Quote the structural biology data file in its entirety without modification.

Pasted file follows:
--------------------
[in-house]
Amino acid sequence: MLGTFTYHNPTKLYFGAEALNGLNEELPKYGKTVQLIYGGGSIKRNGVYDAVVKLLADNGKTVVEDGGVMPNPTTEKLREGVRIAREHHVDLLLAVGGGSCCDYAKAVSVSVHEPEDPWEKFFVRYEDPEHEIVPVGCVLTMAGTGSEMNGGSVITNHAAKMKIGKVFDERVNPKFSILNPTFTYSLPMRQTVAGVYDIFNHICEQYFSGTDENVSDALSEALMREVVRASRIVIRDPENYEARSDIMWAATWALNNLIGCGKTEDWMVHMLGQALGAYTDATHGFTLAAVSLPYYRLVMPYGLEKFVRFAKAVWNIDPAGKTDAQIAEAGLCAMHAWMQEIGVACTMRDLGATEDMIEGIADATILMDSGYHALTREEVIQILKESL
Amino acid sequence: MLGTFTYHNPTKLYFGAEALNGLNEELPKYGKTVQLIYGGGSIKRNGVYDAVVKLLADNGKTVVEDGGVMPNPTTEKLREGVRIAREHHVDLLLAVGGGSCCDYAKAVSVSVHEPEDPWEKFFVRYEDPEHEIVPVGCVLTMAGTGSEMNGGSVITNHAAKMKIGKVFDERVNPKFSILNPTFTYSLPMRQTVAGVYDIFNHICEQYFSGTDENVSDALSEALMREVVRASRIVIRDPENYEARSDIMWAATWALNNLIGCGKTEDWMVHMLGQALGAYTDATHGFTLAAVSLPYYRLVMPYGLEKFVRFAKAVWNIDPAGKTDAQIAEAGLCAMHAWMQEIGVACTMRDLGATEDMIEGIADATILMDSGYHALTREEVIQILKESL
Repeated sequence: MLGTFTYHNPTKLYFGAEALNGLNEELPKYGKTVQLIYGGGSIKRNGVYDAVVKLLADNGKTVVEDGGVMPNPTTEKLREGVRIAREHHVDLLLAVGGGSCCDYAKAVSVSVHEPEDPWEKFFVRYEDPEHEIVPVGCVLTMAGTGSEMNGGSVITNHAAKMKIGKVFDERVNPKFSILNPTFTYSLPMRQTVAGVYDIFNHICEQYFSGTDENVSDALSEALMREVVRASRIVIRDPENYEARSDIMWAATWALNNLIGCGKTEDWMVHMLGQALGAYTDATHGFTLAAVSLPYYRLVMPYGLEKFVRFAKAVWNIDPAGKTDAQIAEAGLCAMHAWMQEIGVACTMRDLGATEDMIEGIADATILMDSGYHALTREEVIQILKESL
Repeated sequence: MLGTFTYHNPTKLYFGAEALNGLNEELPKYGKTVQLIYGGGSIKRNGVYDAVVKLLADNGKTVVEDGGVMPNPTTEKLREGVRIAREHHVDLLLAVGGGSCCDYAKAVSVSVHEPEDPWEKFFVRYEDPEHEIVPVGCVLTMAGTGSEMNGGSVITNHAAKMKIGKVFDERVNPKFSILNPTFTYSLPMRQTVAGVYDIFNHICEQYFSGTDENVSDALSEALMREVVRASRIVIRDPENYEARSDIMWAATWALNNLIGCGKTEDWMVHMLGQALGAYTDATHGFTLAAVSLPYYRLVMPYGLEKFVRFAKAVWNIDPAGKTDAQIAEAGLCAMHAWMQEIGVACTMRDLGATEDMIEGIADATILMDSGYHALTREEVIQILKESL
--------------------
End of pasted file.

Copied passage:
[in-house]
Amino acid sequence: MLGTFTYHNPTKLYFGAEALNGLNEELPKYGKTVQLIYGGGSIKRNGVYDAVVKLLADNGKTVVEDGGVMPNPTTEKLREGVRIAREHHVDLLLAVGGGSCCDYAKAVSVSVHEPEDPWEKFFVRYEDPEHEIVPVGCVLTMAGTGSEMNGGSVITNHAAKMKIGKVFDERVNPKFSILNPTFTYSLPMRQTVAGVYDIFNHICEQYFSGTDENVSDALSEALMREVVRASRIVIRDPENYEARSDIMWAATWALNNLIGCGKTEDWMVHMLGQALGAYTDATHGFTLAAVSLPYYRLVMPYGLEKFVRFAKAVWNIDPAGKTDAQIAEAGLCAMHAWMQEIGVACTMRDLGATEDMIEGIADATILMDSGYHALTREEVIQILKESL
Amino acid sequence: MLGTFTYHNPTKLYFGAEALNGLNEELPKYGKTVQLIYGGGSIKRNGVYDAVVKLLADNGKTVVEDGGVMPNPTTEKLREGVRIAREHHVDLLLAVGGGSCCDYAKAVSVSVHEPEDPWEKFFVRYEDPEHEIVPVGCVLTMAGTGSEMNGGSVITNHAAKMKIGKVFDERVNPKFSILNPTFTYSLPMRQTVAGVYDIFNHICEQYFSGTDENVSDALSEALMREVVRASRIVIRDPENYEARSDIMWAATWALNNLIGCGKTEDWMVHMLGQALGAYTDATHGFTLAAVSLPYYRLVMPYGLEKFVRFAKAVWNIDPAGKTDAQIAEAGLCAMHAWMQEIGVACTMRDLGATEDMIEGIADATILMDSGYHALTREEVIQILKESL
Repeated sequence: MLGTFTYHNPTKLYFGAEALNGLNEELPKYGKTVQLIYGGGSIKRNGVYDAVVKLLADNGKTVVEDGGVMPNPTTEKLREGVRIAREHHVDLLLAVGGGSCCDYAKAVSVSVHEPEDPWEKFFVRYEDPEHEIVPVGCVLTMAGTGSEMNGGSVITNHAAKMKIGKVFDERVNPKFSILNPTFTYSLPMRQTVAGVYDIFNHICEQYFSGTDENVSDALSEALMREVVRASRIVIRDPENYEARSDIMWAATWALNNLIGCGKTEDWMVHMLGQALGAYTDATHGFTLAAVSLPYYRLVMPYGLEKFVRFAKAVWNIDPAGKTDAQIAEAGLCAMHAWMQEIGVACTMRDLGATEDMIEGIADATILMDSGYHALTREEVIQILKESL
Repeated sequence: MLGTFTYHNPTKLYFGAEALNGLNEELPKYGKTVQLIYGGGSIKRNGVYDAVVKLLADNGKTVVEDGGVMPNPTTEKLREGVRIAREHHVDLLLAVGGGSCCDYAKAVSVSVHEPEDPWEKFFVRYEDPEHEIVPVGCVLTMAGTGSEMNGGSVITNHAAKMKIGKVFDERVNPKFSILNPTFTYSLPMRQTVAGVYDIFNHICEQYFSGTDENVSDALSEALMREVVRASRIVIRDPENYEARSDIMWAATWALNNLIGCGKTEDWMVHMLGQALGAYTDATHGFTLAAVSLPYYRLVMPYGLEKFVRFAKAVWNIDPAGKTDAQIAEAGLCAMHAWMQEIGVACTMRDLGATEDMIEGIADATILMDSGYHALTREEVIQILKESL